Universcience LAUNCHES THE BLOB, A NEW DIGITAL PLATFORM THAT’S OUT OF THIS WORLD!
The blob - close encounters with new communication strategies
Universcience, the Paris science museum located on two sites at the Cité des sciences et de l’industrie and the Palais de la découverte, has a new online communications strategy for 2019. It has created a third virtual site, the blob – a media outlet that’s really out of this world. The Blob’s goal is to boost understanding and maximize public awareness of the burning scientific and technical questions of our day amongst the widest possible audience – especially our young people. Innovative both in terms of its content and its editorial focus, this platform will replace Universcience.tv and the Science Actualités website and will mirror closely the program of events and exhibitions on show in the museum itself.
A 360° promotional strategy
With the goal of connecting with as wide an audience as possible - on their own terms – the strategy driving this new communication platform is as follows:
• to adapt to the new ways in which the internet is used: this website will make extensive use of videos and be open to fresh editorial content, featuring videos hosted on YouTube, improved accessibility and responsive design;
• to increase its presence on social media by having its own YouTube channel and Facebook, Twitter and Instagram accounts;
• to ensure its contents are widely available across a range of channels and networks connected to the scientific sphere as well as through partnerships with Le Monde.fr, France Télévisions Éducation, Arte.tv, Ciel & Espace and others...
• to fulfil a public service remit by means of a collection of over 3,000 videos that are accessible to all, free of charge and advert-free too.
A video magazine – and much more
As a video magazine, the blob publishes a new cover story in video format daily, a science news feed and in-depth articles every month examining major contemporary issues. This mix of substantive issues and ‘hot’ news topics is delivered with panache, really getting to the heart of the matter. Boasting a highly original editorial focus, the magazine will concentrate upon the dissemination of knowledge, making science more accessible and experimental work and research. The blob is designed for a wide audience and will cover the latest developments in the world of research. New discoveries, pioneering innovations, key issues and heated debates in a wide range of fields from social sciences, health, technology and arts and science to astronomy and space, the natural world, archaeology, palaeontology and pure science constitute the blob’s main output.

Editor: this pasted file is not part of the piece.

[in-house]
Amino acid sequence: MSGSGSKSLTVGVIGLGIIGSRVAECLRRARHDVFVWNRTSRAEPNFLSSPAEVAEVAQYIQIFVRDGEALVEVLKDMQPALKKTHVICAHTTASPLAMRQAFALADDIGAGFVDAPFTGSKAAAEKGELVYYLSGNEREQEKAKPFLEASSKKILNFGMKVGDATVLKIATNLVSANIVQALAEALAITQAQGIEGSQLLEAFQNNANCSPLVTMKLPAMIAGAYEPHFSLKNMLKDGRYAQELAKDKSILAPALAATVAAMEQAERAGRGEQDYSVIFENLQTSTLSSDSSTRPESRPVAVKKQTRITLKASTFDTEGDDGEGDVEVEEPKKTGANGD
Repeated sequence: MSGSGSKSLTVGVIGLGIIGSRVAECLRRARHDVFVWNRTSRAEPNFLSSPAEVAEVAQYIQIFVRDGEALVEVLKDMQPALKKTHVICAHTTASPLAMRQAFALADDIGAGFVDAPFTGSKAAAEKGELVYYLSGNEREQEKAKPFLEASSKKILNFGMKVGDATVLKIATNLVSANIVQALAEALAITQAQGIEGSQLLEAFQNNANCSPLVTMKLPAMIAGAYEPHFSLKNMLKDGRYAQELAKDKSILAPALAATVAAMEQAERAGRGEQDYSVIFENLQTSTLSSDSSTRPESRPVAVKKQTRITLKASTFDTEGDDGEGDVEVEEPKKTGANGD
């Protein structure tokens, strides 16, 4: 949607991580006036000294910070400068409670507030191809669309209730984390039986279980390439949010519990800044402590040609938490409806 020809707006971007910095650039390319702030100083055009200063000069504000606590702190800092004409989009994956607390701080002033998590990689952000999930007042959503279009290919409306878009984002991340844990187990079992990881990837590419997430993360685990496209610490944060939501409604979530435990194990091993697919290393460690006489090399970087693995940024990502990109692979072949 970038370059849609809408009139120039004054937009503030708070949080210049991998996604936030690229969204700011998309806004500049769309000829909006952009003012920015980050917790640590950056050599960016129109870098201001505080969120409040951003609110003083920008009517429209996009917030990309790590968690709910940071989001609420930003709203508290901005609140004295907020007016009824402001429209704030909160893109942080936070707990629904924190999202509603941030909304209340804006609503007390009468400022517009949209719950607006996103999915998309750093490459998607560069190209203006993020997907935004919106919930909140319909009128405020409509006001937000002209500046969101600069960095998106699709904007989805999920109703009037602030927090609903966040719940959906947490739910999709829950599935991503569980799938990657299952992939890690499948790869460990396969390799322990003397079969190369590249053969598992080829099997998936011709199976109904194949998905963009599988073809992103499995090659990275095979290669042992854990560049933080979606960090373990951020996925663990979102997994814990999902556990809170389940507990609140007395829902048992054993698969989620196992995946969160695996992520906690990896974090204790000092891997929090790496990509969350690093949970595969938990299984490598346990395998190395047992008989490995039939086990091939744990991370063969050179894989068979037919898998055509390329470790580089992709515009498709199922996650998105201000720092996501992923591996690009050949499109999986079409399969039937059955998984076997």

An Universcience production, courtesy of the Science Actualités team
The blob takes over from Universcience.tv, Universcience’s science-focused online television channel, which after nine years bows out to let the blob take centre stage. In 2017, Universcience.tv broadcast 518 films and chalked up 3.6 million views; in 2018: 534 films were shown and 7.7 million views registered. The blob is produced by Science Actualités, making it the only publication managed by a state-run cultural institution. Science Actualités is in charge of the ever-changing program of events and exhibitions at the Cité des sciences et de l’industrie, the Palais de la découverte and outdoor locations, not to mention being responsible for an exhibition space that’s dedicated entirely to the latest scientific developments (in partnership with l’Association des journalistes scientifiques de la presse d’information (the Association of Science journalists).
The blob, a somewhat unusual name
‘The blob’ is the name commonly given to Physarum polycephalum – a reference to the 1958 sci-fi film of the same name, starring Steve McQueen. This primitive single-cell organism has been in existence for some 500 million years and looks a bit like ‘scrambled eggs or an old omelette’, according to Audrey Dussutour. This CNRS researcher has been instrumental in raising awareness of this incredible creature, which looks like absolutely nothing else in the natural world. Neither animal, vegetable, nor fungi, this organism is able to move and is virtually immortal. It’s a quirk of nature that defies all categorization and which comes in a wonderfully vibrant shade of yellow. It’s also a very significant creature, as it feeds on bacteria, transforming this food source into nutrition for plants and fungi. Amazingly, this almost alien-like product of evolution, possessing no neurons or a brain, is able to pass on what it’s learnt to its peers!